The men riff, answer questions, and make fun of the press, saying things like, “Press who cover improv are inferior to the rest of the press.” They also ask me a number of questions about what, exactly, the word “BuzzFeed” means.
Sanz deems “chaos” the theme of the weekend, and that seems appropriate.
“Now is the perfect time to start fucking things up,” he says, and with that, the press conference ends, and the shows begin.
5:20 p.m.: I leave the theater and walk about 10 blocks to attend a cocktail party/red carpet press event. I grab a water and see a few of my old improv teachers and friends and catch up with them!
5:55 p.m.: I chat with Thomas Middleditch, the star of Silicon Valley and one of the best improvisers I’ve ever seen, and I ask him who is the funniest person he knows. He says probably his Silicon Valley co-star Kumail Nanjiani, and I blurt out “I had a dream about him last night!” He jokes, “You know he’s married, right?” So good call not going home with him in that dream, me!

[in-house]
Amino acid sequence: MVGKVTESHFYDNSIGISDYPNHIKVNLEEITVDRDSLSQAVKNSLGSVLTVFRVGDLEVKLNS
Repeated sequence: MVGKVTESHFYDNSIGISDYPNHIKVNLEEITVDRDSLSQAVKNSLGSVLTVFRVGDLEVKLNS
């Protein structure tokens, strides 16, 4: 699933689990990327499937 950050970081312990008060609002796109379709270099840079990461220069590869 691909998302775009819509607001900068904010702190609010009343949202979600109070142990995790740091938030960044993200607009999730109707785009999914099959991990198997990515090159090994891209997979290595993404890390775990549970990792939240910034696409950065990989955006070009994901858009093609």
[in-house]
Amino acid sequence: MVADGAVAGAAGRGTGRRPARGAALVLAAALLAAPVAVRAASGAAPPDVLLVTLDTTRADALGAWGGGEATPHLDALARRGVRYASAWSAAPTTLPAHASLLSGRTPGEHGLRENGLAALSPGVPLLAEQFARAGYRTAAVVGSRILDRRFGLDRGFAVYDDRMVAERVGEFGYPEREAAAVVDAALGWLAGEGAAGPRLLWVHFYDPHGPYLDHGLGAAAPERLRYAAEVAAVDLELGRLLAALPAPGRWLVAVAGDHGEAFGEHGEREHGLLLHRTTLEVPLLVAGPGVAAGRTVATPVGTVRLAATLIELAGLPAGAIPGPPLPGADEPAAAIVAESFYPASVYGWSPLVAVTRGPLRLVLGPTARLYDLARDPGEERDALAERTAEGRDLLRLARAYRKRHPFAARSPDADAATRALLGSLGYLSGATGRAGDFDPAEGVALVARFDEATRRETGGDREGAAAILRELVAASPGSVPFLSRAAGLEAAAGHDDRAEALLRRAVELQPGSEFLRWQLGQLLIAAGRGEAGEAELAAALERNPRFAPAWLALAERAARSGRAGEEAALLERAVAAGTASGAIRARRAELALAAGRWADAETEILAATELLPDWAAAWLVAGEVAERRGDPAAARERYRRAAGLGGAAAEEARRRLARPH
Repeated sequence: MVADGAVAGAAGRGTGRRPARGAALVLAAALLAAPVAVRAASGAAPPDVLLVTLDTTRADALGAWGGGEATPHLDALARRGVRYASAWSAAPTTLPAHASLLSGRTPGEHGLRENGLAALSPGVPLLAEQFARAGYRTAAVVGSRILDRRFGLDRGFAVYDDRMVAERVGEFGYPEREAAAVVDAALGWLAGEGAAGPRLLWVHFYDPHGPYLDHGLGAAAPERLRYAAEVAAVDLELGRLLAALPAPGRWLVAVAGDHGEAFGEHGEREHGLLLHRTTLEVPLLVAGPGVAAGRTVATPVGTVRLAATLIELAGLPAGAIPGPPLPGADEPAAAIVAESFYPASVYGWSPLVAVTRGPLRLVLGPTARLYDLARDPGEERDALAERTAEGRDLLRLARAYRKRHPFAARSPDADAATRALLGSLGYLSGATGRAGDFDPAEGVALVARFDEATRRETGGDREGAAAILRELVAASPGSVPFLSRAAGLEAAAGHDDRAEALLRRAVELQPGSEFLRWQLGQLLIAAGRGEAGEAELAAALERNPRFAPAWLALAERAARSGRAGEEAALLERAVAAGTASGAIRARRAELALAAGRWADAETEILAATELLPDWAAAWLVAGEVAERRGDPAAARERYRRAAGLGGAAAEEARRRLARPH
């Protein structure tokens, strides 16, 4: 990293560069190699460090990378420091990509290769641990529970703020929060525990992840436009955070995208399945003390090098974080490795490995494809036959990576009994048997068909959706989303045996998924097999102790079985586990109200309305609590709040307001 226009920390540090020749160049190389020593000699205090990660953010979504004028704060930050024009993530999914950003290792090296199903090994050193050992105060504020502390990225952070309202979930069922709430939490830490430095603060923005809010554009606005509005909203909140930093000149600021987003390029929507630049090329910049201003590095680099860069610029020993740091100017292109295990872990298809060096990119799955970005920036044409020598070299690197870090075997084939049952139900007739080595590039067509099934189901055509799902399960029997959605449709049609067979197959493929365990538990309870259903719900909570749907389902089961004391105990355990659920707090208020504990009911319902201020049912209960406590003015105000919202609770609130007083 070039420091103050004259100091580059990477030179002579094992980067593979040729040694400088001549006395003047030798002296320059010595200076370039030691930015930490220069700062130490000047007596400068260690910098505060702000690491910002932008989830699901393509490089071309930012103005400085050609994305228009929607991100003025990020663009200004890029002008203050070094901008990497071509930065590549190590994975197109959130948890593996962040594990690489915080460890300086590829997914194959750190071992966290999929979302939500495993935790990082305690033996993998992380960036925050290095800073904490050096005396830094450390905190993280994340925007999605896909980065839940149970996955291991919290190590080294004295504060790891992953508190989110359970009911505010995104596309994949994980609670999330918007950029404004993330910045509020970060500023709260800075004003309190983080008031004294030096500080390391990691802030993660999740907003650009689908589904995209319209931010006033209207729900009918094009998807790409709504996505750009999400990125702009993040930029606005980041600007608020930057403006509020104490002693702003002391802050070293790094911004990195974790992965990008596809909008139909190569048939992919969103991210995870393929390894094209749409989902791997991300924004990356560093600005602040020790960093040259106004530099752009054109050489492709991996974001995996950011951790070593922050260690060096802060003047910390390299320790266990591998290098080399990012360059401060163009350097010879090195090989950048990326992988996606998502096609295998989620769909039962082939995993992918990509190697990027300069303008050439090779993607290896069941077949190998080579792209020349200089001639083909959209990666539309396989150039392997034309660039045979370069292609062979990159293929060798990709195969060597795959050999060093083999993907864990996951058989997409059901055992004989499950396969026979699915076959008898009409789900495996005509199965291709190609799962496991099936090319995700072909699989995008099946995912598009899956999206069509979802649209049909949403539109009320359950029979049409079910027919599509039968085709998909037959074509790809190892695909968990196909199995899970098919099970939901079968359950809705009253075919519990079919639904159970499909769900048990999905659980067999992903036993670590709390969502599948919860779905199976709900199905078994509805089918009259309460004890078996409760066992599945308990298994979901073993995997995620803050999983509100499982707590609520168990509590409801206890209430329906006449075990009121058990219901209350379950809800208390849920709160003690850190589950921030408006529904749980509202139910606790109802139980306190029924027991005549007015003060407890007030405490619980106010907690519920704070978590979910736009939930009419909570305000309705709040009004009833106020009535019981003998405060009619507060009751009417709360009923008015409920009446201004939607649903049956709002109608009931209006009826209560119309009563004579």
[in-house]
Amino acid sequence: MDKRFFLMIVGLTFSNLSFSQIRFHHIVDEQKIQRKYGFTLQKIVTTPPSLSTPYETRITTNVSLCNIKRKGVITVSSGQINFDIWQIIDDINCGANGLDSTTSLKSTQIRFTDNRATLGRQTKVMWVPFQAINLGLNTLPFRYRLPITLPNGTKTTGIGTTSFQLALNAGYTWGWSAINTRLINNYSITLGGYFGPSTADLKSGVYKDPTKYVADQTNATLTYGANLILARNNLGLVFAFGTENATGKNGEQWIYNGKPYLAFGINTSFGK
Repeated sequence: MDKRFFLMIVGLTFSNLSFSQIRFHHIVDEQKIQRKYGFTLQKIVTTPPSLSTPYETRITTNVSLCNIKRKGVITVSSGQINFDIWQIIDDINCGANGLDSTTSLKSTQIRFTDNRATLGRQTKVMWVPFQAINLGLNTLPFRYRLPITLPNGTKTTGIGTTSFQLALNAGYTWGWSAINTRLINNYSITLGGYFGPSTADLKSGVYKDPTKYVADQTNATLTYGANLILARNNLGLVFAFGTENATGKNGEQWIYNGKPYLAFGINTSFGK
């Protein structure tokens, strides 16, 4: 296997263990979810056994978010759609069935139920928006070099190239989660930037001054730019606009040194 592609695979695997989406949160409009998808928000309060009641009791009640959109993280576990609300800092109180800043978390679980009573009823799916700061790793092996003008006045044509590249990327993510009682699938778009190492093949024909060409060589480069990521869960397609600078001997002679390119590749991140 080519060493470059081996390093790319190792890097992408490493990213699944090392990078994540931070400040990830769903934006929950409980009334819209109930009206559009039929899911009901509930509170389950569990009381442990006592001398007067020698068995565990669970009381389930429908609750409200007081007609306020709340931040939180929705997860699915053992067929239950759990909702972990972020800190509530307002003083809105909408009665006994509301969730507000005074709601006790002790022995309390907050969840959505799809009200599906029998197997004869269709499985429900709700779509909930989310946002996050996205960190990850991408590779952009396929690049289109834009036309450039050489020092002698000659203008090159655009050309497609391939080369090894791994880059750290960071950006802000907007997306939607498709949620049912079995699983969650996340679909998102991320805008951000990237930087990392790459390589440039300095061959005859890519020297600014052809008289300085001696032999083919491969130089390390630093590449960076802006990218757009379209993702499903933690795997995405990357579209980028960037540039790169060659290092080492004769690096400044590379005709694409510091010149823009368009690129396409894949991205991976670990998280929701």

6:15 p.m.: After spotting an eyelash on my face, Ben Schwartz (House of Lies, Parks & Recreation) grabs it and tells me to make a wish, and I do. He is remarkably charming and he knows it. He’s like a real life, less obnoxious Jean Ralphio Saperstein (the character he plays on Parks & Rec).
6:27 p.m.: I ask Jason Mantzoukas (The League) how he would die in The Hunger Games and it immediately becomes clear that he has an extensive knowledge of all things Panem. He wants to know what district he’s from, what resources he has, if Katniss is there, if he’s his young self or if it’s like Catching Fire where older people also participate, and what the arena is like (“Jungle? Water? Desert?”). He then decides he wouldn’t die. He would win by outsmarting his peers. This is a very different answer than SNL star Bobby Moynihan’s, who says he would die on the train on the way to the arena by eating himself to death.
6:46 p.m.: I talk to Ellie Kemper (Bridesmaids, The Office) and ask her for advice for young comedians. She tells me to focus on what you really want and never compare yourself to anybody else, because everyone has their own path. I want to give her a hug but instead I thank her and wish her luck with her shows.
6:58 p.m.: I interview my very first improv teacher, Jordan Klepper! I say, “Hi, I’m Alison from BuzzFeed, and also, you were my 101 teacher.” He remembers me (or at least pretends to) and asks if I’m still taking classes (I say yes!), and then we chat about the amazing work he’s doing as one of the Daily Show’s newest correspondents.